As the murder rate in New Orleans spiked during the 1990s, artist Brian Borrello had an idea: Inspired by a little boy who was killed by a stray bullet during a drive-by shooting, he sought guns confiscated by police in hopes of taking objects that had been used destructively and transforming them into constructive objects for the community.
Over time, scores of artists were invited to attempt works in that vein.
“We take something very base and crude, work our magic, and put them back out in the world in a kind of alchemy,” Borrello explained Sunday at the Aspen Ideas Festival.
The first Guns in the Hands of Artists exhibit occurred in 1996, in collaboration with gallery owner Jonathan Ferrara, who has recently labored to reboot the exhibit in hopes of bringing it to cities all over the United States. “It’s my goal to use art and the creative process to facilitate new, frank dialogue about gun violence … without the often polarized politics that surround the issue,” he said in a statement.
Artists and audience members have shaped its evolution. Ferrara recalls an encounter with a skeptical police officer who pointed out that an exhibit in what he called a “white” gallery wasn’t going to reach kids in the most violent New Orleans neighborhoods, like the ones depicted in the work below (discussed by the artist here).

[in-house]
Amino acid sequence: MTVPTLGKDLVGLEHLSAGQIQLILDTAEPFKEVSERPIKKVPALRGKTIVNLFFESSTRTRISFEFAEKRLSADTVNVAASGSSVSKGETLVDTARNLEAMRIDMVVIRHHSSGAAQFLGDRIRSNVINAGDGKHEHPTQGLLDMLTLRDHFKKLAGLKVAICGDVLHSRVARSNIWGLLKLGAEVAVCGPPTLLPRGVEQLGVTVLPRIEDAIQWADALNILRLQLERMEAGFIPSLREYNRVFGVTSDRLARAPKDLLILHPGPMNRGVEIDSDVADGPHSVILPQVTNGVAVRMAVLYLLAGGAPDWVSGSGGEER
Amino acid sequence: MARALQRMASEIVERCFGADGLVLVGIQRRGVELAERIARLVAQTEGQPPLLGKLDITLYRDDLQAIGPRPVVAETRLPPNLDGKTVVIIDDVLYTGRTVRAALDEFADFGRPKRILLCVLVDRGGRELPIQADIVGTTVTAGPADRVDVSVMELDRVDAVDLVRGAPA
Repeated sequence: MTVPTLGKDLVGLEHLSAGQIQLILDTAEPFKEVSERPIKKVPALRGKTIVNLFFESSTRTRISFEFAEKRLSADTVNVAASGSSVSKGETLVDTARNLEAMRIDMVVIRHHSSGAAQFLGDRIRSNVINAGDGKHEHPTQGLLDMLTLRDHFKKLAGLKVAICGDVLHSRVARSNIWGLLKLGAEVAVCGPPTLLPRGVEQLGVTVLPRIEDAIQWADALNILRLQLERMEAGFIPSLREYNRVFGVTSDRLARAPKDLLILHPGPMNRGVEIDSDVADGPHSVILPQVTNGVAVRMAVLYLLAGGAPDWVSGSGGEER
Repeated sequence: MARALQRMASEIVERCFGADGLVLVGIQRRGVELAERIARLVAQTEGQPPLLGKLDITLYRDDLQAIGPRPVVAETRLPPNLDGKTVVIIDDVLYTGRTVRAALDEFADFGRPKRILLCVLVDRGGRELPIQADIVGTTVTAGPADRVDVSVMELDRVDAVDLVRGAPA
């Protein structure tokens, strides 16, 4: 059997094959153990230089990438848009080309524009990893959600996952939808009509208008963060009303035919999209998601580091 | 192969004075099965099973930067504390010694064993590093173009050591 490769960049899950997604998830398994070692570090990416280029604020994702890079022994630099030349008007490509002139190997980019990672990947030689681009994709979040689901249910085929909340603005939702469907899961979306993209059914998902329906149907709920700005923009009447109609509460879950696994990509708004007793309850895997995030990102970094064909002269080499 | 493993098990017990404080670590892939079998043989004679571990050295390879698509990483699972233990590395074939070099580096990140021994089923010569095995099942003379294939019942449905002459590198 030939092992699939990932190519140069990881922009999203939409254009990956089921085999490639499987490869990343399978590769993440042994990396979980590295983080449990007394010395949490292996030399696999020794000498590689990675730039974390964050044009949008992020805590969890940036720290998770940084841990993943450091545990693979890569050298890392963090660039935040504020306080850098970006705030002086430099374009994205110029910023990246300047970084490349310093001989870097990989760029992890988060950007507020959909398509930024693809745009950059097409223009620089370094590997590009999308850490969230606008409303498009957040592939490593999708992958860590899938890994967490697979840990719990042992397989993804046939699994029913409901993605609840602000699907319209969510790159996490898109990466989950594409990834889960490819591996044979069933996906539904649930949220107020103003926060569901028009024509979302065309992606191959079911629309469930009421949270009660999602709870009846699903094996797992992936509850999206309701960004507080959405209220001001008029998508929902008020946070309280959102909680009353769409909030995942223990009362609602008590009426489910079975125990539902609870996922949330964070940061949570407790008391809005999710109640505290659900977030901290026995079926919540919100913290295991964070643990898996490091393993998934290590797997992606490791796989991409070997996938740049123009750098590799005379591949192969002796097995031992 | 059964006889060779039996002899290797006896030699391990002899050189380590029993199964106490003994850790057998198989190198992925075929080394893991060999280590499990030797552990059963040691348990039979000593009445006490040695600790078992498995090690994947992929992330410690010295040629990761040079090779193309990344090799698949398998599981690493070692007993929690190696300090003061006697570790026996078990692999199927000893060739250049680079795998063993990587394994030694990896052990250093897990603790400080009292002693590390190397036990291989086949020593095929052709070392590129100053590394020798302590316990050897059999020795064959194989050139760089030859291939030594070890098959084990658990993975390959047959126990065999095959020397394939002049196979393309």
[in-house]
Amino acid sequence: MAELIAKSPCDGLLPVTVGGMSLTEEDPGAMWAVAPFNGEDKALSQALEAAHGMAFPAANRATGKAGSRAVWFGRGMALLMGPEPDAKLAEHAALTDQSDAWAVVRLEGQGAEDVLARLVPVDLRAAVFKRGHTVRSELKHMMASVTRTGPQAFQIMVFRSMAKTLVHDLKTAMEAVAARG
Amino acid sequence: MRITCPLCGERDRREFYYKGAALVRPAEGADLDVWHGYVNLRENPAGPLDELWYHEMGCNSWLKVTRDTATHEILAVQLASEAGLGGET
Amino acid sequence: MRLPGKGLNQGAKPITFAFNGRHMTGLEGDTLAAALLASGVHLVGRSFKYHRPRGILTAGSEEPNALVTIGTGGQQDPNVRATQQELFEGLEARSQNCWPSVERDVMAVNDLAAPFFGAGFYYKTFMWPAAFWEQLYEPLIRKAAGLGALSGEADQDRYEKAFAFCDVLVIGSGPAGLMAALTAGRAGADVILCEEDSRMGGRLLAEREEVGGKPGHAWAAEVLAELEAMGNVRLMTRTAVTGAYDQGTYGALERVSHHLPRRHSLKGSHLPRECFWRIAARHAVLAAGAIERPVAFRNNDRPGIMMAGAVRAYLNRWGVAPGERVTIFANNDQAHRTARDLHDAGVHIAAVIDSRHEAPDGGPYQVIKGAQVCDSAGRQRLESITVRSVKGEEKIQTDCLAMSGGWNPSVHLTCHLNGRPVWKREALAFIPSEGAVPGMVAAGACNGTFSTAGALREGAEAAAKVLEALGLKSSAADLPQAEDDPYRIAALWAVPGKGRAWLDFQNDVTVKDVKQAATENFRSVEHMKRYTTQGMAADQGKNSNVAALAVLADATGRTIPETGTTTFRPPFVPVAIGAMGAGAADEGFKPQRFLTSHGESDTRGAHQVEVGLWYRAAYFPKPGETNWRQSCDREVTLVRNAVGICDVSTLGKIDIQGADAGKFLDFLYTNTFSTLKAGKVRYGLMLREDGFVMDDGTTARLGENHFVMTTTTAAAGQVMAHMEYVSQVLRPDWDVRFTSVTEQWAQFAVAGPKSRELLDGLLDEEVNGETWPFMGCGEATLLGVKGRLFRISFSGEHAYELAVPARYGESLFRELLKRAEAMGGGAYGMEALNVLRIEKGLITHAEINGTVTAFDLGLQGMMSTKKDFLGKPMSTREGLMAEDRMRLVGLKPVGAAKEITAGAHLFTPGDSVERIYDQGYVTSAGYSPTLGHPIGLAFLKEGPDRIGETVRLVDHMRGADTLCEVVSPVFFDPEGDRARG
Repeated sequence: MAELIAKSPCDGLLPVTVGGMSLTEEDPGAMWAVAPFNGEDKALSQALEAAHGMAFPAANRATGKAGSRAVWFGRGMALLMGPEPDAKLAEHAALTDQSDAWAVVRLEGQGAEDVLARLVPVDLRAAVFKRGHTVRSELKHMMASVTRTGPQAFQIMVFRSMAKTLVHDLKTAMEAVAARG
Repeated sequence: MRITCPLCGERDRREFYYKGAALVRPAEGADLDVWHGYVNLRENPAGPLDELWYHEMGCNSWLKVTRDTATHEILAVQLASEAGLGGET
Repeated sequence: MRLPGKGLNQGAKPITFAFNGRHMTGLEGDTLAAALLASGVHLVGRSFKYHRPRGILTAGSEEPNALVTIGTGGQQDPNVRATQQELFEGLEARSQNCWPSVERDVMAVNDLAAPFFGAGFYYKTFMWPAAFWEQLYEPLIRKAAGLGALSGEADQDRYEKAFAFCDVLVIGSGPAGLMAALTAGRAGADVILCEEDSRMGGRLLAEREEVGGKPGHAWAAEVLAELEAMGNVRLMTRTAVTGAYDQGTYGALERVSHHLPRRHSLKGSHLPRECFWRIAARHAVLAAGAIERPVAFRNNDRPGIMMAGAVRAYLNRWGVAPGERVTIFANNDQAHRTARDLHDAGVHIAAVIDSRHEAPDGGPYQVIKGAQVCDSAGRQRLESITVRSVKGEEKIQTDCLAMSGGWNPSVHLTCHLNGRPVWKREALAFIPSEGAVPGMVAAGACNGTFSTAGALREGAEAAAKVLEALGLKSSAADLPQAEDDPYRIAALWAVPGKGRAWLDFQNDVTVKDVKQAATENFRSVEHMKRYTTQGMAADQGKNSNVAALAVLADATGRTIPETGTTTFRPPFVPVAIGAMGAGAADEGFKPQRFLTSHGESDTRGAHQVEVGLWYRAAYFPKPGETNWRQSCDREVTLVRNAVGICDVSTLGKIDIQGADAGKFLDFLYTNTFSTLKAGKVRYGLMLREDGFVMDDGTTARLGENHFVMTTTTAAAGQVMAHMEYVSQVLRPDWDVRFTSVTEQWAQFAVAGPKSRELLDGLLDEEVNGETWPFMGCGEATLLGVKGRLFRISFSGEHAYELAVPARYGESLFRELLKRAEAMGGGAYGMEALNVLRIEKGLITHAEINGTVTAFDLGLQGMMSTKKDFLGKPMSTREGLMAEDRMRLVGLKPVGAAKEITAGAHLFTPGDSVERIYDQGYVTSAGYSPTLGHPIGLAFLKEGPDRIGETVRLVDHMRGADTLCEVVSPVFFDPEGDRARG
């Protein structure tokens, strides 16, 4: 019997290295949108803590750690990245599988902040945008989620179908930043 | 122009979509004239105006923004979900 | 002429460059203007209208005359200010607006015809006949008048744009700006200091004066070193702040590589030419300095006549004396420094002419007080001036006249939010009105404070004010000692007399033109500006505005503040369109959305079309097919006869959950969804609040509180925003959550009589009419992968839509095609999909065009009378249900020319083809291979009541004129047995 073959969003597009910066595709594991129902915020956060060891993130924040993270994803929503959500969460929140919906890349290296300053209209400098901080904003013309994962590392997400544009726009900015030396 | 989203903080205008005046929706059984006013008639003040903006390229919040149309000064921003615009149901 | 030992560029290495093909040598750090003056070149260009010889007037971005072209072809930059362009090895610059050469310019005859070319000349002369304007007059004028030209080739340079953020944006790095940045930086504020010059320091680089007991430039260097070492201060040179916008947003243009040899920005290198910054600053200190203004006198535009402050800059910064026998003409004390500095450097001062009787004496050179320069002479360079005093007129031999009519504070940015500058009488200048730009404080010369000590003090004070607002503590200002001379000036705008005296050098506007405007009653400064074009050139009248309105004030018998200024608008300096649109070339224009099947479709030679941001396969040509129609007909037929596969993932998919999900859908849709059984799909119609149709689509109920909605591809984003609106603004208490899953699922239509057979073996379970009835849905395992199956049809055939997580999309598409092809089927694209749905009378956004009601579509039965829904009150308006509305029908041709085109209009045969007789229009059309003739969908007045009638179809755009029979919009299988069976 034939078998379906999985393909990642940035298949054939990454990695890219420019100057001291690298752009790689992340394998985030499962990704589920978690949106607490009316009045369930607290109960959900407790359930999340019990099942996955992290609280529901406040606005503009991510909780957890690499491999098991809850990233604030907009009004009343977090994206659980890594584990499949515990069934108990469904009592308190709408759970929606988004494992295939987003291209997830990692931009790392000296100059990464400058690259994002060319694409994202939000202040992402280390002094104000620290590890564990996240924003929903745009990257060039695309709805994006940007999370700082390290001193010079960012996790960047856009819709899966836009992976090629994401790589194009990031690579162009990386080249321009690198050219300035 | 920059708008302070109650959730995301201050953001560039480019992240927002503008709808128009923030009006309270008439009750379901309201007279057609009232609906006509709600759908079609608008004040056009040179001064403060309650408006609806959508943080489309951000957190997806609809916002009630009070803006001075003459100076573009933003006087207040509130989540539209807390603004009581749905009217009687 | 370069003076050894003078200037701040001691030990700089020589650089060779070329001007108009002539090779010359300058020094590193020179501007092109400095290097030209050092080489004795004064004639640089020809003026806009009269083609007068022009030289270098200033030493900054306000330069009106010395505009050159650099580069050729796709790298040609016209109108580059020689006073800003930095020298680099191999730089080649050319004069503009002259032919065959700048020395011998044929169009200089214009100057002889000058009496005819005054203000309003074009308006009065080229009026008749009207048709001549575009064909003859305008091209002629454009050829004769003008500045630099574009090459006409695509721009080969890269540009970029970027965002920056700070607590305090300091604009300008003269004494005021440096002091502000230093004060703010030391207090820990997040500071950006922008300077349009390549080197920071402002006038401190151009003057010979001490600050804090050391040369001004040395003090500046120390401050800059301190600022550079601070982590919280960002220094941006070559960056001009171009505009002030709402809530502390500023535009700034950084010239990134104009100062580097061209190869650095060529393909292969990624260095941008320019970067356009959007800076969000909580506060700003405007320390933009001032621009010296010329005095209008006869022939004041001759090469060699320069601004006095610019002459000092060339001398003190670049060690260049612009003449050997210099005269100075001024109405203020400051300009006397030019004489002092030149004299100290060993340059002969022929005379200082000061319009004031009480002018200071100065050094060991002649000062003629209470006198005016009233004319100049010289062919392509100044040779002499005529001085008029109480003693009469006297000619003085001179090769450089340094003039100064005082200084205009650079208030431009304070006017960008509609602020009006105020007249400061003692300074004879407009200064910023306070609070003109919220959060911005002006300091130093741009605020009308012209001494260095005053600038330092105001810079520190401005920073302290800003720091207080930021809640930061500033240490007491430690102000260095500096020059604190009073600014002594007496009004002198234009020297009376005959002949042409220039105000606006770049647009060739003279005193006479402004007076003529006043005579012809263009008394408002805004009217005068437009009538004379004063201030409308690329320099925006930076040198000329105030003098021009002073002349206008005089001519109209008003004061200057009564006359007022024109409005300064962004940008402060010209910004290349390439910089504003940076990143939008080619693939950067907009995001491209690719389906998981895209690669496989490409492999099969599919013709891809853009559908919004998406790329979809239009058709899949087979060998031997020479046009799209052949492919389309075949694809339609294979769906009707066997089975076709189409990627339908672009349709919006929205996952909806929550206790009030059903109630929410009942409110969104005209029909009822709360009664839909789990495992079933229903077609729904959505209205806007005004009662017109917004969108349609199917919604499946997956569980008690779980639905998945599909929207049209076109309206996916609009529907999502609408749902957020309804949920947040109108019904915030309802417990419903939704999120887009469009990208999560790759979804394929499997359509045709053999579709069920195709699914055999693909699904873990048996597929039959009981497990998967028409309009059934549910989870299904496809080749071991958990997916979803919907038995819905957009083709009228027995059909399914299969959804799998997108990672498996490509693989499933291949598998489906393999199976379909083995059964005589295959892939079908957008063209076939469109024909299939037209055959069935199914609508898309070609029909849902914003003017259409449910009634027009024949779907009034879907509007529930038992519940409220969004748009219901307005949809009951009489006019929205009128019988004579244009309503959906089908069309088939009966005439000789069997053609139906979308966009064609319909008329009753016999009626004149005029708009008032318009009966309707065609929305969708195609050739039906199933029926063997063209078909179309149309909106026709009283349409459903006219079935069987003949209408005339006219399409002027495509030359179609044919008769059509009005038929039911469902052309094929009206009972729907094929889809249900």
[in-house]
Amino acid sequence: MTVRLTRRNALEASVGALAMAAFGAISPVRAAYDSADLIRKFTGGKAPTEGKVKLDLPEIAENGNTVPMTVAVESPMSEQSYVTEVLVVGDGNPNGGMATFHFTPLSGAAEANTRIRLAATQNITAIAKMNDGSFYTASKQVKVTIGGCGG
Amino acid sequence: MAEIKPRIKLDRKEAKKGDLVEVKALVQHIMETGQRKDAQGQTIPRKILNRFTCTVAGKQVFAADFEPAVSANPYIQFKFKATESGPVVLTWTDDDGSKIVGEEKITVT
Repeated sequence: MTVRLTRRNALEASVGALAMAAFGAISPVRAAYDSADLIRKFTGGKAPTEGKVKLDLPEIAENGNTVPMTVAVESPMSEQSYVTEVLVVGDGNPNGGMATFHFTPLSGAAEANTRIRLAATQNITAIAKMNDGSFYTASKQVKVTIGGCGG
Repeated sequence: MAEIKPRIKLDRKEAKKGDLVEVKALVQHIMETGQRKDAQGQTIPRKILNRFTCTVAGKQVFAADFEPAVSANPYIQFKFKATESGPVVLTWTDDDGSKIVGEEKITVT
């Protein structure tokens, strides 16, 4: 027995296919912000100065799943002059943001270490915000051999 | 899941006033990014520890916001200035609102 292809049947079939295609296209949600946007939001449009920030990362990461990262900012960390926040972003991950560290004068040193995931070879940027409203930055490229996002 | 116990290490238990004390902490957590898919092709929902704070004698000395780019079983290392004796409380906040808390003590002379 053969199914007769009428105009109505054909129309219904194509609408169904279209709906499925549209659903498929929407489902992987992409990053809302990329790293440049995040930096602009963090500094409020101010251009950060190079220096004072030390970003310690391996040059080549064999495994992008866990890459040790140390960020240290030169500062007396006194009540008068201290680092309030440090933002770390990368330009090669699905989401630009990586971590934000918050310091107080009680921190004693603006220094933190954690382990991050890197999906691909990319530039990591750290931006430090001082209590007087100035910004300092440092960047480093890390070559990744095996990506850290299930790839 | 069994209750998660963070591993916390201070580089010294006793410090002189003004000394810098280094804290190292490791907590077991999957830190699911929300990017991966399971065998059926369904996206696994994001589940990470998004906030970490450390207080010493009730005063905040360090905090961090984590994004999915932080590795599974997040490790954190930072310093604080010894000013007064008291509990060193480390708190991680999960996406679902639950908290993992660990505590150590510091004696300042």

In response, a new component was added to Guns in the Hands of Artists: Panel conversations were held with young men who had direct experiences of gun violence.
“Having these panels––surrounded by works of art made from guns and dealing with the issue of gun violence––fostered a very frank dialogue,” Ferrara said. “I must admit that a few of the panels left me feeling sad, sick, and somewhat overwhelmed by this specter of gunviolence that afflicts my community and America as a whole. And then, as we were finishing the last panel with the youth who were discussing their experiences … I had the ‘aha moment’ of why all of the time, effort, and work that I put into this multi-faceted project made sense and felt right.”
Said the young man:
It’s shocking me because I was in the streets and I was dealing with guns. I come here … I see them doing something good with guns. That gun has butterflies on it. Who puts butterflies on guns? There were certain things that I saw––that bullet’s got a diamond on it, but it’s cool. And now if I put my hands back on a gun, it’ll probably be doing something like this. It wouldn’t be shooting guns … I’d say, let me take you to this gallery on Julia Street, I can show you what you can do with guns.
Said Ferrara, “If we, through the lens of art, could reach this young man then maybe, just maybe, there is hope that we can reach more like him and have some kind of impact.”
To see more artwork associated with the project go here.
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